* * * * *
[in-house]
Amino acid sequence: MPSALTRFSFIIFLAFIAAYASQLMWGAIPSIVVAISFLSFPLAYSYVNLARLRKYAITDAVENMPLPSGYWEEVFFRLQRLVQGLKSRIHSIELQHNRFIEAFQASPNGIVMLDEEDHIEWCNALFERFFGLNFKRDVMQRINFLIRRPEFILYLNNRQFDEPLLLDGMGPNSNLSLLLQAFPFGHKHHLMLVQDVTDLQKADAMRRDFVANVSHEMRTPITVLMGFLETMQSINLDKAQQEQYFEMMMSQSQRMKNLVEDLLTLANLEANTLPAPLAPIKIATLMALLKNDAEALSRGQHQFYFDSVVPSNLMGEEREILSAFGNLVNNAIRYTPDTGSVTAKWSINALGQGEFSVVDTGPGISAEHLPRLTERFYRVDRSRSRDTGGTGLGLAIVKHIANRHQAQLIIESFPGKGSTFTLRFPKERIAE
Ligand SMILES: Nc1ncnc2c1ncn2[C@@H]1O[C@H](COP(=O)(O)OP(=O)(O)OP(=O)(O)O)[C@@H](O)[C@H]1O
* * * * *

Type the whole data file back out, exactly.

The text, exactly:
[in-house]
Amino acid sequence: MPSALTRFSFIIFLAFIAAYASQLMWGAIPSIVVAISFLSFPLAYSYVNLARLRKYAITDAVENMPLPSGYWEEVFFRLQRLVQGLKSRIHSIELQHNRFIEAFQASPNGIVMLDEEDHIEWCNALFERFFGLNFKRDVMQRINFLIRRPEFILYLNNRQFDEPLLLDGMGPNSNLSLLLQAFPFGHKHHLMLVQDVTDLQKADAMRRDFVANVSHEMRTPITVLMGFLETMQSINLDKAQQEQYFEMMMSQSQRMKNLVEDLLTLANLEANTLPAPLAPIKIATLMALLKNDAEALSRGQHQFYFDSVVPSNLMGEEREILSAFGNLVNNAIRYTPDTGSVTAKWSINALGQGEFSVVDTGPGISAEHLPRLTERFYRVDRSRSRDTGGTGLGLAIVKHIANRHQAQLIIESFPGKGSTFTLRFPKERIAE
Ligand SMILES: Nc1ncnc2c1ncn2[C@@H]1O[C@H](COP(=O)(O)OP(=O)(O)OP(=O)(O)O)[C@@H](O)[C@H]1O